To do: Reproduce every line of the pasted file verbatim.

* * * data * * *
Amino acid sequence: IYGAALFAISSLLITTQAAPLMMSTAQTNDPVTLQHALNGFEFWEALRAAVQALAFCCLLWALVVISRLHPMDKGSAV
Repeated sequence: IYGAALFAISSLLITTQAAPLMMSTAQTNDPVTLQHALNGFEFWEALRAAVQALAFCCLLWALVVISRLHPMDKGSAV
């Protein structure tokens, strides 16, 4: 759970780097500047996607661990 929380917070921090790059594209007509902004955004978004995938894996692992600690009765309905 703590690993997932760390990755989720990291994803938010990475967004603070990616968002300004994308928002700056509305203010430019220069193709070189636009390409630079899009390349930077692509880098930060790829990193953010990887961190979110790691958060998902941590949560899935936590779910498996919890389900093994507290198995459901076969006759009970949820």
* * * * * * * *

Amino acid sequence: IYGAALFAISSLLITTQAAPLMMSTAQTNDPVTLQHALNGFEFWEALRAAVQALAFCCLLWALVVISRLHPMDKGSAV
Repeated sequence: IYGAALFAISSLLITTQAAPLMMSTAQTNDPVTLQHALNGFEFWEALRAAVQALAFCCLLWALVVISRLHPMDKGSAV
């Protein structure tokens, strides 16, 4: 759970780097500047996607661990 929380917070921090790059594209007509902004955004978004995938894996692992600690009765309905 703590690993997932760390990755989720990291994803938010990475967004603070990616968002300004994308928002700056509305203010430019220069193709070189636009390409630079899009390349930077692509880098930060790829990193953010990887961190979110790691958060998902941590949560899935936590779910498996919890389900093994507290198995459901076969006759009970949820």